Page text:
This Saturday, protesters will gather in front of the US embassy in Buenos Aires for the first anniversary of the Women’s March. Last year, millions marched in 161 cities across all seven continents, demonstrating solidarity for the rights of women, workers, people of color, immigrants, among others with marginalized identities who felt left more vulnerable after President Donald Trump (and his highly controversial tweets) had taken office.
One year later, marches are being organized around the world, including in Buenos Aires.
Yesterday, the US embassy sent an email to all Americans who registered their travel to Argentina, warning them for their safety. The email said to avoid where the demonstration will be taking place (Palermo) in the late afternoon and evening hours, even though last year’s marches were lauded for their nonviolence.
Currently, the women’s movement is facing some challenges, as many argue that the marches are divided because focuses have shifted. Last year, protesters were united in their anti-Trump sentiment, but now, after one year in office, different priorities seem to have emerged.
The Buenos Aires march Facebook event description makes clear that this movement extends beyond borders and is no longer just a protest against the US president. “We invite you to participate in the second edition of the Women’s March Buenos Aires on January 21 at 3 PM in front of the US embassy,” it reads. In addition to this, the event establishes that they will also be marching for the release of the Palestinian young woman Ahed Tamimi, who in case you didn’t know, is a 16 year old girl who was recently arrested by the Israeli Defense Forces for assaulting a soldier.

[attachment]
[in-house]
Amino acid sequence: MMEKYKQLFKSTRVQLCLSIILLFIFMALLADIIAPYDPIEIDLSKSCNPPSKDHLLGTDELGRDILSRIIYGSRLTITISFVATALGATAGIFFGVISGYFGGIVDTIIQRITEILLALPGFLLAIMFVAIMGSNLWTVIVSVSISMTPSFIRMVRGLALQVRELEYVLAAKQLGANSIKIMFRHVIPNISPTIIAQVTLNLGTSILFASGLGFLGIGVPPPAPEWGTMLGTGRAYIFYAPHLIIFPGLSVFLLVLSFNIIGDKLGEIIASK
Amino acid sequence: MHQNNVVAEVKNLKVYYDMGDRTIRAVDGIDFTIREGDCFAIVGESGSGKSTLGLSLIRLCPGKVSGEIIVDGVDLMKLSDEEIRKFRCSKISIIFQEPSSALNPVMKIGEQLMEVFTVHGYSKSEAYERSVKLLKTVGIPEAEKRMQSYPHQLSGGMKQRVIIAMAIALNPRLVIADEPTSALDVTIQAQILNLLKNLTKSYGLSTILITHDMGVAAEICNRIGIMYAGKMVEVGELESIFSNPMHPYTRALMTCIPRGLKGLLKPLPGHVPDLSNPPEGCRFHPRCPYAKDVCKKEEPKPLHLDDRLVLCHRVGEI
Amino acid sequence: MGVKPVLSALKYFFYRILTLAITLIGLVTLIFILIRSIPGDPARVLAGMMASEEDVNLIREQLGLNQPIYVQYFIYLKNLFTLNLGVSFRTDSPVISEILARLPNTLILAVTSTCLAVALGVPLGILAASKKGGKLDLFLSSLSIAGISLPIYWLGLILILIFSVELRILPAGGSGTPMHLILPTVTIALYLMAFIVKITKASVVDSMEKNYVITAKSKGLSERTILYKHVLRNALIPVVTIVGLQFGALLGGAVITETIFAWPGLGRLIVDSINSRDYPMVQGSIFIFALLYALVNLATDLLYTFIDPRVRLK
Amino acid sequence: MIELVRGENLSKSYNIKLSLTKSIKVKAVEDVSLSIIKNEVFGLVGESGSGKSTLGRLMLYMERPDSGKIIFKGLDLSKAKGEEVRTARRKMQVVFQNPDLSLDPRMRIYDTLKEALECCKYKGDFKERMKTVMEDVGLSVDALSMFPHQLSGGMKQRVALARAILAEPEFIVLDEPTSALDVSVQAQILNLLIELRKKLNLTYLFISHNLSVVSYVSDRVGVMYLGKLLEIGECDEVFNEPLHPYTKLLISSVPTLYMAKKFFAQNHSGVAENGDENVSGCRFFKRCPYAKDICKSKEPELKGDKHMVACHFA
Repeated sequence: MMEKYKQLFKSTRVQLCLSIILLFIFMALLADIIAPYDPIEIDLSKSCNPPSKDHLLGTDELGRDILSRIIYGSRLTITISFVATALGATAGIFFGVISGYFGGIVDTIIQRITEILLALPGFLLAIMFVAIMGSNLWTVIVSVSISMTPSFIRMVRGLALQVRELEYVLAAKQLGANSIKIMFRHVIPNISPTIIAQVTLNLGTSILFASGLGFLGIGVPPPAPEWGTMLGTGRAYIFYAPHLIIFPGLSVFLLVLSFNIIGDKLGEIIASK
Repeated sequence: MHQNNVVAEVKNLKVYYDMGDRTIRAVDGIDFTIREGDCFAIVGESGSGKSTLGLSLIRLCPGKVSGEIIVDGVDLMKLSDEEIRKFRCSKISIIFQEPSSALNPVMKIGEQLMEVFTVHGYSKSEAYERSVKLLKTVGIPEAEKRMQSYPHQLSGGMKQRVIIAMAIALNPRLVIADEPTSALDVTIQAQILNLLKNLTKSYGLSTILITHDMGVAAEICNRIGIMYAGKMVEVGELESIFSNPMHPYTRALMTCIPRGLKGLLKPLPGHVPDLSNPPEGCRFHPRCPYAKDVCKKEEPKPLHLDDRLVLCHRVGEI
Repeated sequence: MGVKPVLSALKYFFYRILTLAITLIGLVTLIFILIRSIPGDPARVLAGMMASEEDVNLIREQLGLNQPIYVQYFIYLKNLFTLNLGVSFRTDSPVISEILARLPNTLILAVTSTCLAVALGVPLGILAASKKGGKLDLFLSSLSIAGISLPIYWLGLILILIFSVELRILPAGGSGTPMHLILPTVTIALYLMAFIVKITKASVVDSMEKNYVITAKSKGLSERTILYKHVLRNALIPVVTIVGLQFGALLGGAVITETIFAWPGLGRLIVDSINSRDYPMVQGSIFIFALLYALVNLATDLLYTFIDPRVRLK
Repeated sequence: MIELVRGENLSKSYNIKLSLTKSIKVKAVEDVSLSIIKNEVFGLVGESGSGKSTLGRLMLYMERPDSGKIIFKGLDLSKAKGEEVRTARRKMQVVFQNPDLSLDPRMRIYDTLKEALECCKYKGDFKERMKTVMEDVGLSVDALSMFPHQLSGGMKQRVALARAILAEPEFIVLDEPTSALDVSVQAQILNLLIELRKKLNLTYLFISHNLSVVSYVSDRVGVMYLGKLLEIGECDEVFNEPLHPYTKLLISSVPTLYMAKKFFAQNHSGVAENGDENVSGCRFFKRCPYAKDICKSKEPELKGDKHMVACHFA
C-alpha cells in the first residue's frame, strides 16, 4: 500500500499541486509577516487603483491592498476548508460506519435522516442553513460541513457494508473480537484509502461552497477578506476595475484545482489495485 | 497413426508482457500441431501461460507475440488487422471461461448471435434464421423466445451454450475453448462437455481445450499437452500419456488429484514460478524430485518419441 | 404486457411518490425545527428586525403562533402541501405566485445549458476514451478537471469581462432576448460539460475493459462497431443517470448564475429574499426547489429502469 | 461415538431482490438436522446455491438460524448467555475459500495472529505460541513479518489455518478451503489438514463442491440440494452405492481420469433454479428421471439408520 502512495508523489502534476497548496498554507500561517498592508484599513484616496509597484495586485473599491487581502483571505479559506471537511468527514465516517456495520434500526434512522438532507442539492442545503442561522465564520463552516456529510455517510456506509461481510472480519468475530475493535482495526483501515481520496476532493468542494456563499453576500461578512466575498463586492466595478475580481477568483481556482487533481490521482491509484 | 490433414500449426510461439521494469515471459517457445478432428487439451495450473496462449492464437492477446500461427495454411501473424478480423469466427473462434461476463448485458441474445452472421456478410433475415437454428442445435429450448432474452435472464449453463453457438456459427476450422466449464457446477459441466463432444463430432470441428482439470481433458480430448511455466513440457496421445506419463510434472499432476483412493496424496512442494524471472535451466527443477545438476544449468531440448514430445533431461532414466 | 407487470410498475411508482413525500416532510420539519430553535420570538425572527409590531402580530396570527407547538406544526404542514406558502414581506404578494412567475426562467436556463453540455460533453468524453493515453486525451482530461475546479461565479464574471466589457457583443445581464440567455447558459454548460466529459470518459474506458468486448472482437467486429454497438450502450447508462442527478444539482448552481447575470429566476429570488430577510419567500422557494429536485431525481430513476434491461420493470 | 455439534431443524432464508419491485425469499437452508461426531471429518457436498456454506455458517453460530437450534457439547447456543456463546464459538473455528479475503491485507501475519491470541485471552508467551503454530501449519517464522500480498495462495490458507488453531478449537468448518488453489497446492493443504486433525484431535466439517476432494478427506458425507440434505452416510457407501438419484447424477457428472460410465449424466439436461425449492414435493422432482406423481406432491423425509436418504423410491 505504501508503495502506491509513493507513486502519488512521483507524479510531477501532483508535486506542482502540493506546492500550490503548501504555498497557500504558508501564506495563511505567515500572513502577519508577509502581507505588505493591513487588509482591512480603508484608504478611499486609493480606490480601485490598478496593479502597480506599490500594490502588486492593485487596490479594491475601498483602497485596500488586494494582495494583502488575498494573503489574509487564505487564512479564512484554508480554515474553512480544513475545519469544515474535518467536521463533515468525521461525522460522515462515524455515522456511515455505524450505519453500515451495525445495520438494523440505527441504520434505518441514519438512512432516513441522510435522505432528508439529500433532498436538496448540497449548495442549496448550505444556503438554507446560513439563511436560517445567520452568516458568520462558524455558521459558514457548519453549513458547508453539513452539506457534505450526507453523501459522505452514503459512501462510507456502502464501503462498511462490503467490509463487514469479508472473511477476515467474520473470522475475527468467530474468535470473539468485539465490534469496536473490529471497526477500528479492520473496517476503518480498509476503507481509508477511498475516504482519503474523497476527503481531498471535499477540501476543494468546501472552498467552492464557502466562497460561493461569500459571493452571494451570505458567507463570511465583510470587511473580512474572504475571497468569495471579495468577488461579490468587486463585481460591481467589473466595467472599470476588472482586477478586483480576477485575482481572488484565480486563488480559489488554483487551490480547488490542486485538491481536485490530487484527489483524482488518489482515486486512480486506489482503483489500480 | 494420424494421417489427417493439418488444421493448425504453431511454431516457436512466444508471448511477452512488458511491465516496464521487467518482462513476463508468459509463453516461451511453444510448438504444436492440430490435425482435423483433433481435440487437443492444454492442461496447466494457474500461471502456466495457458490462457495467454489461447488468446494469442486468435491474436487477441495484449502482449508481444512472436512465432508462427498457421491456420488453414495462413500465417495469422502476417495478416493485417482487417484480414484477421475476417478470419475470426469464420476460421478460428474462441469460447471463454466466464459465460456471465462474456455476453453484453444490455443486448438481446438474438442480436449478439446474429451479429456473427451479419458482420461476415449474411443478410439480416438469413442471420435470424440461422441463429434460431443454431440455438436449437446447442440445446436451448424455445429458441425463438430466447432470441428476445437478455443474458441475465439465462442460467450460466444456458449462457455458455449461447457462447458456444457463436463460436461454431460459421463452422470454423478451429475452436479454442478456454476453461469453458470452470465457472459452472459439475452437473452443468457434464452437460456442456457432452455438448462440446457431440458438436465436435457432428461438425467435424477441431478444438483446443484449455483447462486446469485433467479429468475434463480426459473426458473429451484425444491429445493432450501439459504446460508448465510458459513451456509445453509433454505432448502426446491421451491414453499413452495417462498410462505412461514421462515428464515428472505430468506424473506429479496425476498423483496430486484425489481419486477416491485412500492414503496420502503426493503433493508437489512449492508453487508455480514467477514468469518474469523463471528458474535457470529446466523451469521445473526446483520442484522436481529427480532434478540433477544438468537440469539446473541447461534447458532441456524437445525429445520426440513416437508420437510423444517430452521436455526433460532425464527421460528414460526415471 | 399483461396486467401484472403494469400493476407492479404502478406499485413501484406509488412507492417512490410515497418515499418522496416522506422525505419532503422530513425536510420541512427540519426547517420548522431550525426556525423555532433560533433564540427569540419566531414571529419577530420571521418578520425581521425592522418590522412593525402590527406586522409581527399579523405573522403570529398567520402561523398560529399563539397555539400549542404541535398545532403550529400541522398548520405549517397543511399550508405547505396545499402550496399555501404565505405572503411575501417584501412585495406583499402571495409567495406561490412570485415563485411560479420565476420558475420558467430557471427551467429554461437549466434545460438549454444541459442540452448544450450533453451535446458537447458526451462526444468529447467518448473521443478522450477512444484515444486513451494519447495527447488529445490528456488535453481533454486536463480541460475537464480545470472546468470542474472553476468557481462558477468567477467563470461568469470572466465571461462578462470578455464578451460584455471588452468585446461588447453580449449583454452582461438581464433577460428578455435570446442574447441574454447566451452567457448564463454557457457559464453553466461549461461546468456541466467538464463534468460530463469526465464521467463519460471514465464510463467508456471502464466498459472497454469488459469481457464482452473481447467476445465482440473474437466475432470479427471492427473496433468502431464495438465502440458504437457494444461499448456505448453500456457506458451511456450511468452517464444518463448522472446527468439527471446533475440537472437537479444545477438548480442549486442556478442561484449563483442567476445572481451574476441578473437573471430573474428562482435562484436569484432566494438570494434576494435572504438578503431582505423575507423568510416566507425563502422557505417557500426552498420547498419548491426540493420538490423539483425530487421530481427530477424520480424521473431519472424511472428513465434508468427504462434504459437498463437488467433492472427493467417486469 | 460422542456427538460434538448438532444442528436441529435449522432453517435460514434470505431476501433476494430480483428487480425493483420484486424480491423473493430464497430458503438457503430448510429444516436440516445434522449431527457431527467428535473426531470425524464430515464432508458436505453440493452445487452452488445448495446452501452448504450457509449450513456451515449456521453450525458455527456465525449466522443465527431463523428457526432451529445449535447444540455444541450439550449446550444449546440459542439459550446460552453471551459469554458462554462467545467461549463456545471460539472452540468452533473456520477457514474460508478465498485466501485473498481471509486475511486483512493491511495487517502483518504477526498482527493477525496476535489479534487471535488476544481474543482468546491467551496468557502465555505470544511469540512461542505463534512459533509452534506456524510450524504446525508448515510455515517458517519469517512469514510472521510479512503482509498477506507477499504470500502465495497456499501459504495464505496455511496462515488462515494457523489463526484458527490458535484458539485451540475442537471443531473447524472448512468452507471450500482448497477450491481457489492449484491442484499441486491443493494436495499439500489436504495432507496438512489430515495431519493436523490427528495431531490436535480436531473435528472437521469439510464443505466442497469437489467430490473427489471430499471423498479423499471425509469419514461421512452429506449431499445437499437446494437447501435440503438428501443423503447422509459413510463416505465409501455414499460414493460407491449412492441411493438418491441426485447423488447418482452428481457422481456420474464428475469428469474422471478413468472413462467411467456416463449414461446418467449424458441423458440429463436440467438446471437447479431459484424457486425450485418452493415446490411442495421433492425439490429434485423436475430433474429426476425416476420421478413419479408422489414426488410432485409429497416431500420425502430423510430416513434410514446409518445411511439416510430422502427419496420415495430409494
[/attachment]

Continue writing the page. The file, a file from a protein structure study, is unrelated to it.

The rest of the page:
A video shows Ahed Tamimi kicking, slapping and provoking two soldiers, while they remain still. Days later, she was arrested in a night-time raid, according to the BBC. The issue is divisive, as many see Tamimi as a young hero, fighting Israeli occupation, while others see her as inciting violence and spreading anti-Israeli propaganda, and its inclusion in tomorrow’s march may spar controversy in Argentina.
“We are fighting for the liberty of Ahed and all of the Palestinian boys and girls imprisoned in Israel,” Saralegui told The Bubble. In addition to this and on a more local note, Saralegui also stated that the liberation of Milagro Sala and Luis D’elia will also be sought by the movement.
While last year’s march was more spontaneous, with global marches rising organically, this year’s Women’s March is far more organized. The anniversary marches are being publicized by the centralized group, with a website dedicated to the global movement.
Whether you’ll participate or not, it seems as though Palermo will be a busy area on Saturday, so if you were thinking of just taking a stroll, maybe think of rescheduling. Otherwise, feel free to join the movement and stand by all the women (and men) aiming to not just see a change, but be the change.